English Professor’s Press Publishes Notable Book
Posted: June 26, 2000 at 1:00 am, Last Updated: November 30, -0001 at 12:00 am
By Hope J Smith
Wells College professor Bruce Bennett’s Navigating the Distance: New and Selected Poems recently was called one of the top 10 poetry books of 1999 by Booklist, the American Library Association’s publication. The book was published by Orchises Press, founded by Roger Lathbury, an associate professor in the English Department.
Bennett says that he’s very pleased to have received the recognition for his work and also for Orchises, “which has been publishing outstanding poetry for years and deserves such recognition.” In the current era of publishing powerhouses, it is notable when small-press books receive recognition. The editorial task of publishing books is itself a full-time job for a small staff, but Lathbury does it all on his own, sometimes spending up to 30 hours per week on it in addition to his teaching responsibilities.
Orchises publishes mostly poetry, the genre for which Lathbury started his publishing company. But he doesn’t limit himself. “When talent comes across your way, you’re supposed to publish it,” Lathbury remembers telling himself in the case of one book. He’s published memoirs and a few nonfiction books, but he never publishes new fiction–“it’s the quickest way to go broke”–because production costs are high and your chances of “hitting it” are much lower. To feed his desire to publish poetry, he publishes reprints of stories and novels whose copyright has run out, such as Edith Wharton’s Ethan Fromme and Oscar Wilde’s The Importance of Being Earnest. “My niche is poetry,” he says of the press, and he does what he can to sustain his place.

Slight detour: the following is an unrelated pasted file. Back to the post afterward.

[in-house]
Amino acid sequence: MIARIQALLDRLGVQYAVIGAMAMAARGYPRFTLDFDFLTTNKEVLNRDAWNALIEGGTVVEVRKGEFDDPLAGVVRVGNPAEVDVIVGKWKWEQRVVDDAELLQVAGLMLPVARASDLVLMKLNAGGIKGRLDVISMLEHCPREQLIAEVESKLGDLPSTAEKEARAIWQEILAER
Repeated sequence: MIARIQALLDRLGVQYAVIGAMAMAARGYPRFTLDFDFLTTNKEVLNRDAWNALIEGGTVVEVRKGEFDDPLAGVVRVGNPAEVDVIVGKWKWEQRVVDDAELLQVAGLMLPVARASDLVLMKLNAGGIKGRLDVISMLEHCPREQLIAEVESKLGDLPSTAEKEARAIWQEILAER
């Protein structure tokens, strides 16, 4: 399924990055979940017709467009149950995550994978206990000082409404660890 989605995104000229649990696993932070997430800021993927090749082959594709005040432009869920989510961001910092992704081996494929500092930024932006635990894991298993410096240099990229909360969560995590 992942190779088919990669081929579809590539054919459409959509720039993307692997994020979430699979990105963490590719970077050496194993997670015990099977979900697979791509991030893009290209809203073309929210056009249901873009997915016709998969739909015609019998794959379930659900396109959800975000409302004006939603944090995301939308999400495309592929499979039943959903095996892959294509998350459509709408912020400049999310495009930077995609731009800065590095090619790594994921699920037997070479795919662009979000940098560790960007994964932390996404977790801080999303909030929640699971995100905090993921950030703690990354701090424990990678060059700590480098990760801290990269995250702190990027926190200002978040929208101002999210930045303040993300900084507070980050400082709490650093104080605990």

Lathbury began Orchises Press in 1983 with only $3,000, publishing works of professors from George Mason–among them Robert Nadeau and Peter Klappert, both in the English Department. He has since branched out and receives between 400 and 500 unsolicited manuscripts a year. Orchises makes money now, though in part it is because Lathbury has few overhead costs: he doesn’t pay himself anything and stores copies of the books in his own house so he doesn’t have to pay storage costs. Even so, he notes that it doesn’t take much money to begin your own publishing company.
In September, Lathbury will speak as part of a panel on small-press publishing at George Mason’s literary festival, Fall for the Book. He says the benefit of small presses is their willingness to take more risks. “Big presses can’t afford to take the kinds of risks that we can because they’re always looking at the bottom line.” When you’re in it for the love of books, he says, you’re more willing to publish something because you believe it has merit.